As BRExit Looms

Hello all

We moved to Montpellier in August this year but my husband still works from here for his Uk company. And as Brexit looms, we just need to get advice regarding our tax affairs and liabilities in both France and the Uk. If someone can point us in the direction of anyone capable to help, t’would be greatly appreciated.


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Hi Mary,
This doesn’t address Brexit or recommend anyone but please be quick as you already have August-November as a situation to address.
When I was in UK working for my own UK company contracted to a French customer, both I and my company were UK tax jurisdiction and payers.
When I moved to France, I took some holidays and returned to work as a direct ‘PAYE type’ employee of my French customer.
From the advice I was able to gather, being a working resident of France made me a French tax-payer. It would have also made my company an employer of a French resident and therefore responsible for French Social Security Employer contributions so we stopped that on arrival.
The view is generally about ‘bums on seats’ i.e. if you are resident in France, working in France, then there are French taxes and charges to be paid by employee and employer.
Yes, you need to get quality professional guidance quickly.

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He needs to register via URSAFF (think - there are links on other threads) as a “posted” worker - basically become PAYE in France via the UK company. I assume from your wording he runs a small Ltd company. Word of warning - minimum wages apply so no I pay 200 salary and take the rest in dividendswhen it comes to registering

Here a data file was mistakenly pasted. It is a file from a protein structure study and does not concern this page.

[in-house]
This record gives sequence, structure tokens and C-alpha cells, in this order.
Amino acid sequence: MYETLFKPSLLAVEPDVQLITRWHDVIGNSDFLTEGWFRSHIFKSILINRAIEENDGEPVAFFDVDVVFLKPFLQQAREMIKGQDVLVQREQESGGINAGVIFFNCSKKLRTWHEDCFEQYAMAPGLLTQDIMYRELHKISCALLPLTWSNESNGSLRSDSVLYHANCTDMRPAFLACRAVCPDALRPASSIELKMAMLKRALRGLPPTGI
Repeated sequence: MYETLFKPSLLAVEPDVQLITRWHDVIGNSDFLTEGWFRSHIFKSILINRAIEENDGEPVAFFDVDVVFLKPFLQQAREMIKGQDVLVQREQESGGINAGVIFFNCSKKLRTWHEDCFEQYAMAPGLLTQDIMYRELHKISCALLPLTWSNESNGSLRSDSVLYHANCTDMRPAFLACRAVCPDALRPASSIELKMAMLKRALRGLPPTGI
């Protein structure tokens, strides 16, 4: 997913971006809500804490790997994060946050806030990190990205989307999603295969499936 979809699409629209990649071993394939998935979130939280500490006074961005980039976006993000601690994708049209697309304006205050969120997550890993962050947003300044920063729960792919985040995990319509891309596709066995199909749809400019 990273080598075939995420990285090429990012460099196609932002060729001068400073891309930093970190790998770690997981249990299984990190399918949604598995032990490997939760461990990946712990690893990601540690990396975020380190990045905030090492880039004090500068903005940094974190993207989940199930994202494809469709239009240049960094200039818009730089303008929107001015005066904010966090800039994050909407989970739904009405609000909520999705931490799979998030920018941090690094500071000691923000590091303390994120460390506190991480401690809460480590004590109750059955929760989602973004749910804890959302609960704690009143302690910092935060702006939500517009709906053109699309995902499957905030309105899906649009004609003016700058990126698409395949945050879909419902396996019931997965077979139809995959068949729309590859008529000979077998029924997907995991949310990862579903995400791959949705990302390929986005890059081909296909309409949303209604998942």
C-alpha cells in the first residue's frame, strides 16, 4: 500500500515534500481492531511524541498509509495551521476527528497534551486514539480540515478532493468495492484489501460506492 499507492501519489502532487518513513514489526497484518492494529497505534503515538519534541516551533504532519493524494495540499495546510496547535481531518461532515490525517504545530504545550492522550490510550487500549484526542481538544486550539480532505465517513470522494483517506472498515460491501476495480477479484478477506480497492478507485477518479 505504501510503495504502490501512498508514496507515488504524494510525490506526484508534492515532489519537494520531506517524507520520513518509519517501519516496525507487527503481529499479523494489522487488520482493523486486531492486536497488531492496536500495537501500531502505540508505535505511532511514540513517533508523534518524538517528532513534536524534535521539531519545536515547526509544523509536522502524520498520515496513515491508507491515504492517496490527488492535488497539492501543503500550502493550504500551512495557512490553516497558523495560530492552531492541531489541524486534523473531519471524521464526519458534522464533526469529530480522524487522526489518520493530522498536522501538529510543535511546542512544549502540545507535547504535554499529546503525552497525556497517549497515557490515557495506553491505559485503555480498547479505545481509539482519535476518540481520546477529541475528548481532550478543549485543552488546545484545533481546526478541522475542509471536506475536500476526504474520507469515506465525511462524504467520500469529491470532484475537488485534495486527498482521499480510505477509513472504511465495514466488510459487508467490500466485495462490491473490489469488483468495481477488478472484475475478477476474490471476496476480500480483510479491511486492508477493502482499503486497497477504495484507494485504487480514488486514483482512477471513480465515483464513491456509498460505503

Or shut the UK ltd and set up as Autoentrepeneur in France - or mix and match if he’s enough clients and some work is done in France and some outside France - if he WORKS in France its one or the other - if he physically returns to the UK to work then he can stay as Ltd - pay UK tax as always and declare wages/dividends in France - with additional social charges to pay.

Give Brexit isn’t finalised its hard to know - tax won’t change but cross border business may be interesting.

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French employment law is a complicated subject and it is recommend that you seek professional advice regarding your situation. The general premise is that if you are living and working IN France then you need to be in the French system and paying your social contributions and taxes here. Here are some links to help you understand your options:

Here is a link to a quite comprehensive article regarding setting up a business in France which has links to the various web-sites you’ll need to look at:


As others have said you need to get your skates on as your husband’s employer needs to register him and pay his social contributions here.

France’s labour laws are strict and penalties heavy, and your husband’s employer is already more than a trimestre in arrears.

The URSSAF guide Tory linked is the one to start with.

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To the best of my knowledge you cannot backdate an employment start date, or at least not wthout penalty.
Embauche has to be declared in advance and before the employer csn do that they need to register the company as an employer in France.
As said get your skates on because I suspect Frsnce will take your start date as a legal employee in France as the start date of your residence so this needs to happen before new year.
PS @chrisell not a posted worker, that is a different status and gives you no residency rights in France.

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Agree, this is not a posted worker situation unless his company wants to set up a French branch.

Posted workers are uk based employees sent to France on a short posting. They remain legally uk resident and continue paying uk tax and nics. At the end of their posting they go home to the uk. The uk is out of this scheme soon which is a great shame for uk youngsters.